Recent years have seen a surge of interest in hydrogen, and especially in its potential role in decarbonizing energy systems and wider economies. References to “green,” “blue” and “clean” hydrogen may at times be confusing, but can also leave the impression that the important issues around hydrogen are simple and well understood, or at least should be relatively easy to sort out. TUED’s latest Working Paper, True Colors: What Role Can Hydrogen Play in the Transition to a Low-Carbon Future? argues that such an impression could hardly be further from the truth.
The paper argues that mainstream policy voices and private-sector interests have largely shaped and driven the debates around hydrogen, without seriously questioning, let alone challenging, current policy and ownership patterns. As a result, these debates often take place as if the priority is to choose among technology options, without worrying about what else might need to change in order for any of those options to be able to really help solve the climate and energy crisis.
Hydrogen and the Decarbonization Challenge
Hydrogen already plays an important role in many industrial and other processes. Large quantities of hydrogen are used in refining petroleum, in the production of steel, ammonia and other chemicals, as a coolant in power stations, and much more. Hydrogen can be used to produce electricity through fuel cells, which can power vehicles or be fed into electrical grids. It can be used as a fuel for heat or to drive gas turbines, or can be converted into ammonia or other fuels. In principle, it can be produced from “carbon-free” sources and used as a fuel in ways that produce only water as waste.
But ensuring that hydrogen can play a significant role in decarbonization would require both a major expansion of its use — into more of industry, as well as into sectors where it is currently hardly used at all, like transport and power generation — as well as the decarbonization of its own production — either by “capturing” emissions generated during its production from fossil fuels (often called “blue hydrogen”) or, preferably, by producing it through processes that generate few or no emissions to begin with (often called “green hydrogen”).
The paper provides an overview of the technical facts about hydrogen’s current role in the economy, as well as the much-expanded role it is expected to play in major decarbonization scenarios, and the levels of investment required to achieve that expanded role. It also explains the various “colors” of hydrogen that readers might encounter in these debates, and outlines the technical issues and challenges involved in the main options for decarbonizing hydrogen production that figure in popular reporting and debates.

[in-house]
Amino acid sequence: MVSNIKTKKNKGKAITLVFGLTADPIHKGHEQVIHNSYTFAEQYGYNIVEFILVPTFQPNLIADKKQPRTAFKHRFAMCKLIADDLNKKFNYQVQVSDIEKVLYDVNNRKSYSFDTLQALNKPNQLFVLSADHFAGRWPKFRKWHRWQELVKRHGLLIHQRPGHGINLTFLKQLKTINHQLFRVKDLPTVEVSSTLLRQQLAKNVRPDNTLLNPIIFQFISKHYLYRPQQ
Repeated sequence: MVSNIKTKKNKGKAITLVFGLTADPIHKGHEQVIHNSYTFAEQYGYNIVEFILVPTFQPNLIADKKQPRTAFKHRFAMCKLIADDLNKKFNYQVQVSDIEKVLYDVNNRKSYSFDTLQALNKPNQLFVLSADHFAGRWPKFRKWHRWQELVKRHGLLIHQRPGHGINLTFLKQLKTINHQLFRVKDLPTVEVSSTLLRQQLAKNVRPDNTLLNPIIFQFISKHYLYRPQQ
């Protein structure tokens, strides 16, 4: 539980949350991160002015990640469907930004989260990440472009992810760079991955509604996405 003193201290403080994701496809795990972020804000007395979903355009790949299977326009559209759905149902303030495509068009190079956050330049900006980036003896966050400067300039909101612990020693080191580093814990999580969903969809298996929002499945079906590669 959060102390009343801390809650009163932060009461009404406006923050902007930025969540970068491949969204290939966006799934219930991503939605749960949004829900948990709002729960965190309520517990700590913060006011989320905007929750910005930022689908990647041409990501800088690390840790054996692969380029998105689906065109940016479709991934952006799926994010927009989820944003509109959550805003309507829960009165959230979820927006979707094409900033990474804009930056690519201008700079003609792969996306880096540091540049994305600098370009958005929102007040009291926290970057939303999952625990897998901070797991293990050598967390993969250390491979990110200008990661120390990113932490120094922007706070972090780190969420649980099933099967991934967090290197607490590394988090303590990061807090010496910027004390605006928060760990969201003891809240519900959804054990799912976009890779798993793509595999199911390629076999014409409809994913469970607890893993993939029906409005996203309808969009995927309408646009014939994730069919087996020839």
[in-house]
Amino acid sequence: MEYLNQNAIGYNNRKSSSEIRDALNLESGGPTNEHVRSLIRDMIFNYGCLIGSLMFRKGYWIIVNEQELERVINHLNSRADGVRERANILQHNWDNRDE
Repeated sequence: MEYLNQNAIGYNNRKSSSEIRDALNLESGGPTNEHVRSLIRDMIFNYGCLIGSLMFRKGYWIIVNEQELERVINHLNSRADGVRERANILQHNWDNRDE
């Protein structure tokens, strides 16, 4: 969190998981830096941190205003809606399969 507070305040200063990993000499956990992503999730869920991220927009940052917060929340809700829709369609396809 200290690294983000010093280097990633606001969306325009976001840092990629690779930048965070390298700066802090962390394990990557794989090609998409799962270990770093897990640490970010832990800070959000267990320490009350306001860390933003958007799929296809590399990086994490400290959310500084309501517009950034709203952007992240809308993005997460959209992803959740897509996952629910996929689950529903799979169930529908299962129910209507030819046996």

Regarding “green hydrogen for grid storage” in particular — which many consider to hold significant potential as part of decarbonized electrical systems based on wind and solar power generation — the paper offers a deep dive into the production processes involved, the options for storage, and the reconversion of stored hydrogen into usable electrical power. It argues that, given the energy losses and technical hurdles involved at each stage, relying on private sector investment to drive the scaling up of hydrogen in ways that support the kinds of decarbonization we need seems highly unrealistic. The paper argues that, given the technical challenges involved in scaling up hydrogen in line with meeting the decarbonization challenge, there can be little doubt that doing so requires a dramatic shift in approach — a shift away from trying to “incentivize” private investors, and toward a planned, coordinated mobilization under public ownership and control.
Hydrogen and the Case for Public Ownership
The paper concludes by offering reflections aimed at developing an alternative approach that offers a better chance at achieving decarbonization, and at allowing hydrogen to play whatever role it can in helping to reach that goal — a “pro-public vision for hydrogen in decarbonization.” It argues that only an approach grounded in public ownership, decommodification, and freeing the development and deployment of hydrogen (and other technologies) from the imperatives of profit stands any real chance of delivering the energy transition that workers, as well as their unions, communities and allies, urgently need.
Trade Unions for Energy Democracy (TUED) is a global, multi-sector trade union initiative to advance democratic direction and control of energy in a way that promotes solutions to the climate crisis, energy poverty, the degradation of both land and people, and responds to the attacks on workers’ rights and protections. TUED is is part of the Global Labour Institute Network.